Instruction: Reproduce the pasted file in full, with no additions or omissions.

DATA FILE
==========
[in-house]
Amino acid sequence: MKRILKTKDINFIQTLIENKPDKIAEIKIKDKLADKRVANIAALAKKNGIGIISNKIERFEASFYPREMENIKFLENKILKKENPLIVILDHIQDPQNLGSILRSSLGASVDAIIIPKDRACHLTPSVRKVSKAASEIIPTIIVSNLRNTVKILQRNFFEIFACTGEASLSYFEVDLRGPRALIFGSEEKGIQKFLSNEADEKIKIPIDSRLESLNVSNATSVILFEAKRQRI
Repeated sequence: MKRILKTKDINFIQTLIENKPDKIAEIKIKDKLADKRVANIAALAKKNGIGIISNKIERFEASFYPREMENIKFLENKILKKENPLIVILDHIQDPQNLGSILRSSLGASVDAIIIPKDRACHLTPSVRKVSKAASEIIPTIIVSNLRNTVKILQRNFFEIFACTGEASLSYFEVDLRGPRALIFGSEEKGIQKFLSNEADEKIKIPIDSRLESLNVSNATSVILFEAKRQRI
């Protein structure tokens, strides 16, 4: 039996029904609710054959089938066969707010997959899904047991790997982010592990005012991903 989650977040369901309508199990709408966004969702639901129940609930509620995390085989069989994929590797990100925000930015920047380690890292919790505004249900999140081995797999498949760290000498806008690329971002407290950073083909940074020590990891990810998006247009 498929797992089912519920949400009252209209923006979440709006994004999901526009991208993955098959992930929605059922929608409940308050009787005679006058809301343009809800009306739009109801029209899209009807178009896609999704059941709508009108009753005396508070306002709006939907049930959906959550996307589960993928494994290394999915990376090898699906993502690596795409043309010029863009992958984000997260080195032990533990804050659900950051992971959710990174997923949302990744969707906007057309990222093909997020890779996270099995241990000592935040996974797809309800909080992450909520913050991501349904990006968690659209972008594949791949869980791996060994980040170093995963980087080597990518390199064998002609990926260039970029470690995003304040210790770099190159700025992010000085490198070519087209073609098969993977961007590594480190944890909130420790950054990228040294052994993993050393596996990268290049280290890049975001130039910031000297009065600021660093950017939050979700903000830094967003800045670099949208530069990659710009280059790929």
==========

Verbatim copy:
[in-house]
Amino acid sequence: MKRILKTKDINFIQTLIENKPDKIAEIKIKDKLADKRVANIAALAKKNGIGIISNKIERFEASFYPREMENIKFLENKILKKENPLIVILDHIQDPQNLGSILRSSLGASVDAIIIPKDRACHLTPSVRKVSKAASEIIPTIIVSNLRNTVKILQRNFFEIFACTGEASLSYFEVDLRGPRALIFGSEEKGIQKFLSNEADEKIKIPIDSRLESLNVSNATSVILFEAKRQRI
Repeated sequence: MKRILKTKDINFIQTLIENKPDKIAEIKIKDKLADKRVANIAALAKKNGIGIISNKIERFEASFYPREMENIKFLENKILKKENPLIVILDHIQDPQNLGSILRSSLGASVDAIIIPKDRACHLTPSVRKVSKAASEIIPTIIVSNLRNTVKILQRNFFEIFACTGEASLSYFEVDLRGPRALIFGSEEKGIQKFLSNEADEKIKIPIDSRLESLNVSNATSVILFEAKRQRI
């Protein structure tokens, strides 16, 4: 039996029904609710054959089938066969707010997959899904047991790997982010592990005012991903 989650977040369901309508199990709408966004969702639901129940609930509620995390085989069989994929590797990100925000930015920047380690890292919790505004249900999140081995797999498949760290000498806008690329971002407290950073083909940074020590990891990810998006247009 498929797992089912519920949400009252209209923006979440709006994004999901526009991208993955098959992930929605059922929608409940308050009787005679006058809301343009809800009306739009109801029209899209009807178009896609999704059941709508009108009753005396508070306002709006939907049930959906959550996307589960993928494994290394999915990376090898699906993502690596795409043309010029863009992958984000997260080195032990533990804050659900950051992971959710990174997923949302990744969707906007057309990222093909997020890779996270099995241990000592935040996974797809309800909080992450909520913050991501349904990006968690659209972008594949791949869980791996060994980040170093995963980087080597990518390199064998002609990926260039970029470690995003304040210790770099190159700025992010000085490198070519087209073609098969993977961007590594480190944890909130420790950054990228040294052994993993050393596996990268290049280290890049975001130039910031000297009065600021660093950017939050979700903000830094967003800045670099949208530069990659710009280059790929």